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April 16, 2009

The Peach Girl

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Bu Wancang - 1931
Lianhua Film Company All Region DVD

Seeing Stanley Kwan's film Actress, about Ruan Lingyu, made me interested in seeing more than the excerpts included in Kwan's film. Billed here as Lily Yuen, Bu's film serves as a wonderful introduction to both Ruan and has also made me more interested in the other work of Bu, billed here as Richard Poh. Ruan was a few years younger than Janet Gaynor. To put Bu's film in the context of general film history, while Hollywood and Europe had completed their conversion to sound filmmaking, Asian films were still silent well into the early 1930s. Bu's film, with this one example, seems to be the work of someone who studied closely the work of D.W. Griffith and probably Frank Borzage. Both because of the star and the director, there should be motivation for greater film scholarship.

The basic story follows a classic silent film template as well. The young, but poor, daughter of a tenant farmer is in love with the son of the landowner. The conflicts here are of class as well as city boy and country girl. Chinese tradition is looked at both in terms of traditions regarding class and gender, as well as how some of the characters dress. Lim and Teh-en are the lovers, whose pure love is disrupted by both their own pride as well as that of their traditional parents. Teh-en's mother would rather pay of Lim and her family rather than allow her son to marry someone considered socially unacceptable. The title comes from Lim, as a small girl, having her life compared to a peach tree by her parents, with the blossoms compared to tears.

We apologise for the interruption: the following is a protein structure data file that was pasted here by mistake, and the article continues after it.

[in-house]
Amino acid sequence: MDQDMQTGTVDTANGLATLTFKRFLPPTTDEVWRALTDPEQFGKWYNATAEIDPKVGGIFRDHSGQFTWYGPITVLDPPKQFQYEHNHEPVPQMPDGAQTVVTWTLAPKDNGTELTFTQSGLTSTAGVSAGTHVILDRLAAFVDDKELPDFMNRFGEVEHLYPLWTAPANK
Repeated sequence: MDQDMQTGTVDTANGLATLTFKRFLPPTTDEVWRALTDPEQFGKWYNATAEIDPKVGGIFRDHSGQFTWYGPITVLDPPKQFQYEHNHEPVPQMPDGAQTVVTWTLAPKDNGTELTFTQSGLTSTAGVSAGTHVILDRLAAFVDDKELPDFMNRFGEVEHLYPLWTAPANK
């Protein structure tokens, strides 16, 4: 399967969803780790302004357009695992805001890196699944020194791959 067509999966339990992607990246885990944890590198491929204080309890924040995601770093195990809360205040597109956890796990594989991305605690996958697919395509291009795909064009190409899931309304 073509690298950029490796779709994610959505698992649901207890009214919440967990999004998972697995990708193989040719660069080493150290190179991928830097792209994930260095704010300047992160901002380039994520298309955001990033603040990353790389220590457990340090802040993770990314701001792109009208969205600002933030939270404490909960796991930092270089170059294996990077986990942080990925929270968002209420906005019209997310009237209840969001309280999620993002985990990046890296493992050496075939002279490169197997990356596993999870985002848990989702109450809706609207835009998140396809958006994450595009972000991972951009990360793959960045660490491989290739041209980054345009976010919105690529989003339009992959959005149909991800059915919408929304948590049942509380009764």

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In setting up the relationship between Lim and Teh-en, they are introduced as five year olds, with the titles noting that children do not notice class difference. One very funny scene is of Lim and Teh-en joining some other young children, merrily flinging mud at each other. The country children are very informally dressed, in shorts and thin short sleeved shirts, with one small boy not wearing any pants. When one of the boys tosses mud onto Teh-en, it is an act both of camaraderie as a deliberate form of making the formally dress boy an equal to his new playmates. Teh-en's indignant mother, who makes a points of wiping the boy's hands whenever he touches Lim, finds her son as dirty as the other children. Teh-en is taken away, but not before mud is flung onto the mother, a shot as funny as any from Mack Sennett.

Bu's filmmaking style is classical in the best sense of silent film in the late Twenties. There is a frequent use of depth of field, of filming motion within the frame, as well as using traveling shots. In this regard, Bu's style is similar to that of some of the better American directors of the late Twenties. Bu began his career in what would now be call documentary films, and the footage of a fair seems to have been shot at a real event, judging in part from the crowds seen in an establishing montage. Some of the footage is mottled, but not enough to damage the charm of The Peach Girl. Bu's film would also suggest that, beyond its historical interest, there are other treasures of the silent era yet to be better known.

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Posted by Peter Nellhaus at April 16, 2009 12:46 AM